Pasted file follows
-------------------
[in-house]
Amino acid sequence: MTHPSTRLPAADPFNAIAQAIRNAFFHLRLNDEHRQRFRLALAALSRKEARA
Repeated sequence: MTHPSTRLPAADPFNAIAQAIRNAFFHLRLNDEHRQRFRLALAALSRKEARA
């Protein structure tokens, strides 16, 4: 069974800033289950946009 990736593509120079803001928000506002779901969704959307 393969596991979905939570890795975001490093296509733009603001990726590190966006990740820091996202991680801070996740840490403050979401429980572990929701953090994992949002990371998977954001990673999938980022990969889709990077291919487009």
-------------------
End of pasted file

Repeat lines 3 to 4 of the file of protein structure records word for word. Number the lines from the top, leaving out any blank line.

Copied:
Repeated sequence: MTHPSTRLPAADPFNAIAQAIRNAFFHLRLNDEHRQRFRLALAALSRKEARA
């Protein structure tokens, strides 16, 4: 069974800033289950946009 990736593509120079803001928000506002779901969704959307 393969596991979905939570890795975001490093296509733009603001990726590190966006990740820091996202991680801070996740840490403050979401429980572990929701953090994992949002990371998977954001990673999938980022990969889709990077291919487009």